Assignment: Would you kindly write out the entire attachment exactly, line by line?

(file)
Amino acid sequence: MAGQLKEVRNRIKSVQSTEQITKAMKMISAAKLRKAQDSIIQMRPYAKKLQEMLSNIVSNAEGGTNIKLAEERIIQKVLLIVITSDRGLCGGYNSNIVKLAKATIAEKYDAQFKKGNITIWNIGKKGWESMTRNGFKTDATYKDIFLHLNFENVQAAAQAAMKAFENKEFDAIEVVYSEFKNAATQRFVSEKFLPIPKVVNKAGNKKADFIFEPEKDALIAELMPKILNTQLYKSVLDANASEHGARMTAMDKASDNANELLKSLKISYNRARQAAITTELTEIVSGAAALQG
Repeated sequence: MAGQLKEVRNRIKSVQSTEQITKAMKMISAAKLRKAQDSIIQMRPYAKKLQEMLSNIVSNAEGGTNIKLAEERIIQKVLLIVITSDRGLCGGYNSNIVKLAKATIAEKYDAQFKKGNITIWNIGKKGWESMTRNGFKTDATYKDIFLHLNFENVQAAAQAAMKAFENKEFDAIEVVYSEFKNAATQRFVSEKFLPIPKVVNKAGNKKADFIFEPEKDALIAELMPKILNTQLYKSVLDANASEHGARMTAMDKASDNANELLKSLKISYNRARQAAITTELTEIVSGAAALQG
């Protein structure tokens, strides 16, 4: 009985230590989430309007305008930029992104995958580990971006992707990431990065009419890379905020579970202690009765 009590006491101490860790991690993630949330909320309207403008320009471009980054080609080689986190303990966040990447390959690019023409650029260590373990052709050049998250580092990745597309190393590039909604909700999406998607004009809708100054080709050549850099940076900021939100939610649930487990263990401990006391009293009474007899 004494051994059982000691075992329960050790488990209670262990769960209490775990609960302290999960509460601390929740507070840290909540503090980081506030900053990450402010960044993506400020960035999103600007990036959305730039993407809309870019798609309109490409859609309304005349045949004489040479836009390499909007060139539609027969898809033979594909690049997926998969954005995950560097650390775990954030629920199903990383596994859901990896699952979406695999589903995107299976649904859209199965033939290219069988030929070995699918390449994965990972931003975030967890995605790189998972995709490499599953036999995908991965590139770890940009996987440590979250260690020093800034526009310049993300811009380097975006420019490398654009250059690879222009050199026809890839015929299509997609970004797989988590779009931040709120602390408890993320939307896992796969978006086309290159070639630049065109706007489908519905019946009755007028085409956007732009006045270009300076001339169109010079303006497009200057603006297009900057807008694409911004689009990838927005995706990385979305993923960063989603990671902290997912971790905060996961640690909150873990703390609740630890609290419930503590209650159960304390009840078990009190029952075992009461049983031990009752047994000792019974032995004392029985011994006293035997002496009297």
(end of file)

Amino acid sequence: MAGQLKEVRNRIKSVQSTEQITKAMKMISAAKLRKAQDSIIQMRPYAKKLQEMLSNIVSNAEGGTNIKLAEERIIQKVLLIVITSDRGLCGGYNSNIVKLAKATIAEKYDAQFKKGNITIWNIGKKGWESMTRNGFKTDATYKDIFLHLNFENVQAAAQAAMKAFENKEFDAIEVVYSEFKNAATQRFVSEKFLPIPKVVNKAGNKKADFIFEPEKDALIAELMPKILNTQLYKSVLDANASEHGARMTAMDKASDNANELLKSLKISYNRARQAAITTELTEIVSGAAALQG
Repeated sequence: MAGQLKEVRNRIKSVQSTEQITKAMKMISAAKLRKAQDSIIQMRPYAKKLQEMLSNIVSNAEGGTNIKLAEERIIQKVLLIVITSDRGLCGGYNSNIVKLAKATIAEKYDAQFKKGNITIWNIGKKGWESMTRNGFKTDATYKDIFLHLNFENVQAAAQAAMKAFENKEFDAIEVVYSEFKNAATQRFVSEKFLPIPKVVNKAGNKKADFIFEPEKDALIAELMPKILNTQLYKSVLDANASEHGARMTAMDKASDNANELLKSLKISYNRARQAAITTELTEIVSGAAALQG
């Protein structure tokens, strides 16, 4: 009985230590989430309007305008930029992104995958580990971006992707990431990065009419890379905020579970202690009765 009590006491101490860790991690993630949330909320309207403008320009471009980054080609080689986190303990966040990447390959690019023409650029260590373990052709050049998250580092990745597309190393590039909604909700999406998607004009809708100054080709050549850099940076900021939100939610649930487990263990401990006391009293009474007899 004494051994059982000691075992329960050790488990209670262990769960209490775990609960302290999960509460601390929740507070840290909540503090980081506030900053990450402010960044993506400020960035999103600007990036959305730039993407809309870019798609309109490409859609309304005349045949004489040479836009390499909007060139539609027969898809033979594909690049997926998969954005995950560097650390775990954030629920199903990383596994859901990896699952979406695999589903995107299976649904859209199965033939290219069988030929070995699918390449994965990972931003975030967890995605790189998972995709490499599953036999995908991965590139770890940009996987440590979250260690020093800034526009310049993300811009380097975006420019490398654009250059690879222009050199026809890839015929299509997609970004797989988590779009931040709120602390408890993320939307896992796969978006086309290159070639630049065109706007489908519905019946009755007028085409956007732009006045270009300076001339169109010079303006497009200057603006297009900057807008694409911004689009990838927005995706990385979305993923960063989603990671902290997912971790905060996961640690909150873990703390609740630890609290419930503590209650159960304390009840078990009190029952075992009461049983031990009752047994000792019974032995004392029985011994006293035997002496009297």